4th UF Water Institute Symposium Abstract

Submitter's Name Kelly Landry
Session Name Poster Session: Water Security: the water-energy-food nexus
Poster Number 63
Author(s) Kelly Landry,  University of Florida (Presenting Author)
  Treavor Boyer,  University of Florida
  Non-linear isotherm modeling of pharmaceutical removal in synthetic urine by ion-exchange resins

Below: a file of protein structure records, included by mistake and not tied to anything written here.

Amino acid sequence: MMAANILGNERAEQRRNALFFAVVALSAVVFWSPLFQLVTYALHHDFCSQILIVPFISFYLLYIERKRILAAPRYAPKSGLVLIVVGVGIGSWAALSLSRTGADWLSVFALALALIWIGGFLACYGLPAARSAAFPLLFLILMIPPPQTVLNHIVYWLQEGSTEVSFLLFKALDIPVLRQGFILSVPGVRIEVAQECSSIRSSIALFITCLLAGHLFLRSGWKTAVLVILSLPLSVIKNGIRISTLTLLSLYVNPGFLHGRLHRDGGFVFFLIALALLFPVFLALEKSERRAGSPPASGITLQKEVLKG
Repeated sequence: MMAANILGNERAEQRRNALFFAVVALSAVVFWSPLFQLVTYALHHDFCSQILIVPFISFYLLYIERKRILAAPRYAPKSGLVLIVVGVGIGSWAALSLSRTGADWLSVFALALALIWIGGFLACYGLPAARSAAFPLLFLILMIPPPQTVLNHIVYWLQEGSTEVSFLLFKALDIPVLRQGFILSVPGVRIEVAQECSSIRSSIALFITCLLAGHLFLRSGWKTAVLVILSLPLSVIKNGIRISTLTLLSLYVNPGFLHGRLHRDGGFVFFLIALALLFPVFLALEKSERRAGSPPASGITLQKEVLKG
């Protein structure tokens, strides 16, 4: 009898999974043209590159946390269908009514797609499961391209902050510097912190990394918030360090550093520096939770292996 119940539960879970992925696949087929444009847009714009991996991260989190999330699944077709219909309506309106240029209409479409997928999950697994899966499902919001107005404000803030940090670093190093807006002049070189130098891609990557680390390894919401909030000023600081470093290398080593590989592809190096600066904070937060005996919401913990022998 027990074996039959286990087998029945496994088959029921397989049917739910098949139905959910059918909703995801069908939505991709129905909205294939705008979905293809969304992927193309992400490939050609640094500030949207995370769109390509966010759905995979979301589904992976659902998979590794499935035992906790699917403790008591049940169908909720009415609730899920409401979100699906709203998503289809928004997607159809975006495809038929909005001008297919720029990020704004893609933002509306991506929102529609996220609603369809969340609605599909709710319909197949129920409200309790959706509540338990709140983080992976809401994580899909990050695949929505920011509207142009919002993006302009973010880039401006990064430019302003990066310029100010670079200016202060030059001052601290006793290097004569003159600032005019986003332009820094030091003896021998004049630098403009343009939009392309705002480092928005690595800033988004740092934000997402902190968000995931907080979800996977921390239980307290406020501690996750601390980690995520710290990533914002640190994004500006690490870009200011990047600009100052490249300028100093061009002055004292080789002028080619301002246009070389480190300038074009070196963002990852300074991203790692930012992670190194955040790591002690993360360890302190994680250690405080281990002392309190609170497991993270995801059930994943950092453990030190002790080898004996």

The presence of pharmaceuticals in the environment presents a challenge to researchers to develop new technologies to remove or destroy these contaminants. A major fraction of pharmaceuticals in the waste stream comes from urine, where ~70% of consumed pharmaceuticals are excreted. Only about 1% of the total waste stream is made up of urine therefore urine source separation has been proposed as a more efficient treatment method to isolate pharmaceuticals at a much more concentrated level and smaller volume. The purpose of this research was to investigate the removal of 5 common pharmaceuticals (diclofenac, ibuprofen, naproxen, ketoprofen, and paracetamol) in synthetic human urine under ureolyzed conditions. Ion-exchange equilibrium experiments were conducted using four resins (Purolite A520E, Dowex 22, Dowex Marathon 11, and Amberlite IRA958) to remove diclofenac (C0 = 0.2 mmol/L) from urine. The experimental equilibrium data was fit non-linearly using Matlab to the Freundlich, Langmuir, Dubinin-Radushkevitch (D-R), and Dubinin-Astakhov (D-A) isotherm models. It was determined from these isotherms that Dowex 22 had the highest affinity for diclofenac. The isotherm model was used to estimate resin requirements to remove diclofenac, and other pharmaceuticals at realistic concentrations in urine (C0 = 2000 µg/L). Equilibrium experiments of each pharmaceutical, as well as a mixture of acidic pharmaceuticals will be conducted in ureolyzed urine. It is expected that removal of the mixture of acidic pharmaceuticals will be additive. If the hypothesis is correct, the individual pharmaceutical isotherms can be used to predict how the removal of various mixtures of pharmaceuticals will behave. The resultant isotherms will be used to design a column experiment to understand the practical application of ion-exchange resins for pharmaceutical removal.